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Antimicrobial

About: Antimicrobial is a(n) research topic. Over the lifetime, 45469 publication(s) have been published within this topic receiving 1064080 citation(s). The topic is also known as: antimicrobial.

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Open accessJournal ArticleDOI: 10.1128/CMR.12.4.564
Marjorie M. Cowan1Institutions (1)
Abstract: The use of and search for drugs and dietary supplements derived from plants have accelerated in recent years. Ethnopharmacologists, botanists, microbiologists, and natural-products chemists are combing the Earth for phytochemicals and “leads” which could be developed for treatment of infectious diseases. While 25 to 50% of current pharmaceuticals are derived from plants, none are used as antimicrobials. Traditional healers have long used plants to prevent or cure infectious conditions; Western medicine is trying to duplicate their successes. Plants are rich in a wide variety of secondary metabolites, such as tannins, terpenoids, alkaloids, and flavonoids, which have been found in vitro to have antimicrobial properties. This review attempts to summarize the current status of botanical screening efforts, as well as in vivo studies of their effectiveness and toxicity. The structure and antimicrobial properties of phytochemicals are also addressed. Since many of these compounds are currently available as unregulated botanical preparations and their use by the public is increasing rapidly, clinicians need to consider the consequences of patients self-medicating with these preparations.

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Topics: Antimicrobial (50%)

6,996 Citations


Open accessJournal ArticleDOI: 10.1111/J.1469-0691.2011.03570.X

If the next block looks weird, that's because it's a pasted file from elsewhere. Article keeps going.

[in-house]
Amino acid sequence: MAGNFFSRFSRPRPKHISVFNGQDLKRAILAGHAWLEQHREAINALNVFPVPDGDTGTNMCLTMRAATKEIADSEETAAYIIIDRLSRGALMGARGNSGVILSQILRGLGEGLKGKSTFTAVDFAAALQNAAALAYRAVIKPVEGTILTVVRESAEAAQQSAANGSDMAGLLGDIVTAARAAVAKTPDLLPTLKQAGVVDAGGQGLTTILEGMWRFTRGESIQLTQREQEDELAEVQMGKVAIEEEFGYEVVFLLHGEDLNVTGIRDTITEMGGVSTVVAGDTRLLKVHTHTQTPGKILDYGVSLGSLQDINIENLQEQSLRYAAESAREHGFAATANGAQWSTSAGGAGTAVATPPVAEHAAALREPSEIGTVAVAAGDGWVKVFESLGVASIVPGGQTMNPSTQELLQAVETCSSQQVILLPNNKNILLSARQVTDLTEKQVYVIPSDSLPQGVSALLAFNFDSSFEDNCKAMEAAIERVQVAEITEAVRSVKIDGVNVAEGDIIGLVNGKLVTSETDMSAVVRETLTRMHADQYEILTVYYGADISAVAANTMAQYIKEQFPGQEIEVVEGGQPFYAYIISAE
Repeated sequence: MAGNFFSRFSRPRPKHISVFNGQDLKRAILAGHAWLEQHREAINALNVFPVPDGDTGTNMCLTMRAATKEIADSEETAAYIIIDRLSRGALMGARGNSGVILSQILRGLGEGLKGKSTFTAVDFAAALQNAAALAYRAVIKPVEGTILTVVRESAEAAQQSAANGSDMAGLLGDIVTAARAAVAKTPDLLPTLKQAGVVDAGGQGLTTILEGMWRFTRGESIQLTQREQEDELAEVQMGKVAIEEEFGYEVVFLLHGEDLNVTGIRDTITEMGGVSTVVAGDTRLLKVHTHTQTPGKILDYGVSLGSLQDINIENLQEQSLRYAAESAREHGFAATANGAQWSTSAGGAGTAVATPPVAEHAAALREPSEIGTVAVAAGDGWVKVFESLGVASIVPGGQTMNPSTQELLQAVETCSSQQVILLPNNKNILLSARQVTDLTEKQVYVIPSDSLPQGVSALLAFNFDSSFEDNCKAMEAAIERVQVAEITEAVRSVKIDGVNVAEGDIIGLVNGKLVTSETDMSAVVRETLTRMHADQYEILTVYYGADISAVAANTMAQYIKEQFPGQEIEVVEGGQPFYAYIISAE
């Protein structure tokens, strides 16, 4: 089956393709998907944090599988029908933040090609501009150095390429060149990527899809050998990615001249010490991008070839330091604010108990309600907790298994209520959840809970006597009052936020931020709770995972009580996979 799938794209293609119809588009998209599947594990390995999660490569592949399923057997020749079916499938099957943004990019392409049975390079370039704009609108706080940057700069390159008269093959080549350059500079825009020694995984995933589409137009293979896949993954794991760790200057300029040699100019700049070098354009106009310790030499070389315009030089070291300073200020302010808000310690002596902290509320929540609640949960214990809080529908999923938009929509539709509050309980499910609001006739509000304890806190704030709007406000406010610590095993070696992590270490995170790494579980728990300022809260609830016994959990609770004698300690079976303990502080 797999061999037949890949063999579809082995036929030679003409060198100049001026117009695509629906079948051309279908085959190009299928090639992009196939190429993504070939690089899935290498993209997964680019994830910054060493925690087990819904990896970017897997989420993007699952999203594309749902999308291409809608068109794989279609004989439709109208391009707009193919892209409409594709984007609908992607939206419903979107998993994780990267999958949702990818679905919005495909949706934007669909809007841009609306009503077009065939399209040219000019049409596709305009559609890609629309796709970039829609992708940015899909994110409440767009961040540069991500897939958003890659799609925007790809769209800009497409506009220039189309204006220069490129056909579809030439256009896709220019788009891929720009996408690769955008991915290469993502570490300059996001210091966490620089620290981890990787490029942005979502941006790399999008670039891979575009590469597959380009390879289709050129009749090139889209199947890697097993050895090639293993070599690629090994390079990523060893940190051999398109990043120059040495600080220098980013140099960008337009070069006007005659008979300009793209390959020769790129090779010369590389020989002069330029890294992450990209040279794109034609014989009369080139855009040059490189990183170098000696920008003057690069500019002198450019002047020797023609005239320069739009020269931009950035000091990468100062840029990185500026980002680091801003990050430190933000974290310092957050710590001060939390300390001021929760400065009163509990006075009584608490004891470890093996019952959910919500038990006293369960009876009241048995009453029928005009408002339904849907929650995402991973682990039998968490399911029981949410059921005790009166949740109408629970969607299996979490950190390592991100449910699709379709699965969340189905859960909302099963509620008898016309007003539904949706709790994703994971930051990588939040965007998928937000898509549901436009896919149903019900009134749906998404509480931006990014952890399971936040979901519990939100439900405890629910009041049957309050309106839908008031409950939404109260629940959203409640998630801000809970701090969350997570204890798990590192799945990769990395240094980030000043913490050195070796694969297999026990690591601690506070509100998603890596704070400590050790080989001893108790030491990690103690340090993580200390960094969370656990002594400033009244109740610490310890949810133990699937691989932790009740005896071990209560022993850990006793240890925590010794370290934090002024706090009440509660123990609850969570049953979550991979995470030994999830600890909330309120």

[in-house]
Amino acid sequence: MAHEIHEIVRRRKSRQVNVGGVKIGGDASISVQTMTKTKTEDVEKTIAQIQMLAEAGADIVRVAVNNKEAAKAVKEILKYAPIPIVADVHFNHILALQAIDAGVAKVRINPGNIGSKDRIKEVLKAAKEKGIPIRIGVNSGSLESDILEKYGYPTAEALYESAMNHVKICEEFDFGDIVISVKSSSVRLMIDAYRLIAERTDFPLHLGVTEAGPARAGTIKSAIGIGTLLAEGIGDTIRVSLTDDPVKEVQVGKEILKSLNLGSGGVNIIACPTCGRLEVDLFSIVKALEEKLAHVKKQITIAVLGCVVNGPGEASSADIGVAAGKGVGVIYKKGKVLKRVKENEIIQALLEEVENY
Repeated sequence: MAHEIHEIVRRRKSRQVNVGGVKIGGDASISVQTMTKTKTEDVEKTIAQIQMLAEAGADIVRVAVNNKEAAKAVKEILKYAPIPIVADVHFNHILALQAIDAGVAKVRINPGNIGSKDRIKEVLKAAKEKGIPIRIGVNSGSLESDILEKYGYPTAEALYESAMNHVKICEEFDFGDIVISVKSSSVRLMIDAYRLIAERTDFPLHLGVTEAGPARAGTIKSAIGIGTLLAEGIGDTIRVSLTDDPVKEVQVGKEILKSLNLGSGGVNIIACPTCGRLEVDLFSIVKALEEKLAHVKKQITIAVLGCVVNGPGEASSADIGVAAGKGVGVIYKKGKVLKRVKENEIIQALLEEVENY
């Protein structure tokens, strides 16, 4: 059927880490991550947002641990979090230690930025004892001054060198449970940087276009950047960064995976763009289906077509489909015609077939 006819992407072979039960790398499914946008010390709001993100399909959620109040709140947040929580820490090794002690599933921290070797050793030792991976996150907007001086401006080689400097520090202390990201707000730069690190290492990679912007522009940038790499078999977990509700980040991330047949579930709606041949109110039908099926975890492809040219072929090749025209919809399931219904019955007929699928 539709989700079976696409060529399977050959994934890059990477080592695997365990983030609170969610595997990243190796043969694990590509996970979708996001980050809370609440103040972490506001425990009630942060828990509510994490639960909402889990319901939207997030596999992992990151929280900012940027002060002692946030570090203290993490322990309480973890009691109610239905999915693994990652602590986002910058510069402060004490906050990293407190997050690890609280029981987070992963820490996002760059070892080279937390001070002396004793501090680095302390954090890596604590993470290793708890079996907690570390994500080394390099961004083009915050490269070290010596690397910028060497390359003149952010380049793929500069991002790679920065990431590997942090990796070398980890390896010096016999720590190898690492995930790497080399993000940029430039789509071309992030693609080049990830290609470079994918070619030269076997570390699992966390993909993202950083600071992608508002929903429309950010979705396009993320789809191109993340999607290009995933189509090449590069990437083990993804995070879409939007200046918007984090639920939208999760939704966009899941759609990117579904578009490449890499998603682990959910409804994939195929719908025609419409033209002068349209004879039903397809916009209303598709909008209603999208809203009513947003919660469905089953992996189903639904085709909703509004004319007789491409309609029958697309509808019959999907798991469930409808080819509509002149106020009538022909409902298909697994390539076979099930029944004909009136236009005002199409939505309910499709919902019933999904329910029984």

A-P Magiorakos1, Arjun Srinivasan2, R B Carey2, Yehuda Carmeli3  +14 moreInstitutions (11)
Abstract: Many different definitions for multidrug-resistant (MDR), extensively drug-resistant (XDR) and pandrug-resistant (PDR) bacteria are being used in the medical literature to characterize the different patterns of resistance found in healthcare-associated, antimicrobial-resistant bacteria. A group of international experts came together through a joint initiative by the European Centre for Disease Prevention and Control (ECDC) and the Centers for Disease Control and Prevention (CDC), to create a standardized international terminology with which to describe acquired resistance profiles in Staphylococcus aureus, Enterococcus spp., Enterobacteriaceae (other than Salmonella and Shigella), Pseudomonas aeruginosa and Acinetobacter spp., all bacteria often responsible for healthcare-associated infections and prone to multidrug resistance. Epidemiologically significant antimicrobial categories were constructed for each bacterium. Lists of antimicrobial categories proposed for antimicrobial susceptibility testing were created using documents and breakpoints from the Clinical Laboratory Standards Institute (CLSI), the European Committee on Antimicrobial Susceptibility Testing (EUCAST) and the United States Food and Drug Administration (FDA). MDR was defined as acquired non-susceptibility to at least one agent in three or more antimicrobial categories, XDR was defined as non-susceptibility to at least one agent in all but two or fewer antimicrobial categories (i.e. bacterial isolates remain susceptible to only one or two categories) and PDR was defined as non-susceptibility to all agents in all antimicrobial categories. To ensure correct application of these definitions, bacterial isolates should be tested against all or nearly all of the antimicrobial agents within the antimicrobial categories and selective reporting and suppression of results should be avoided.

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6,403 Citations


Open accessJournal ArticleDOI: 10.1016/J.NANO.2006.12.001
Jun Sung Kim1, Eunye Kuk1, Kyeong Nam Yu1, Jong-Ho Kim1  +10 moreInstitutions (2)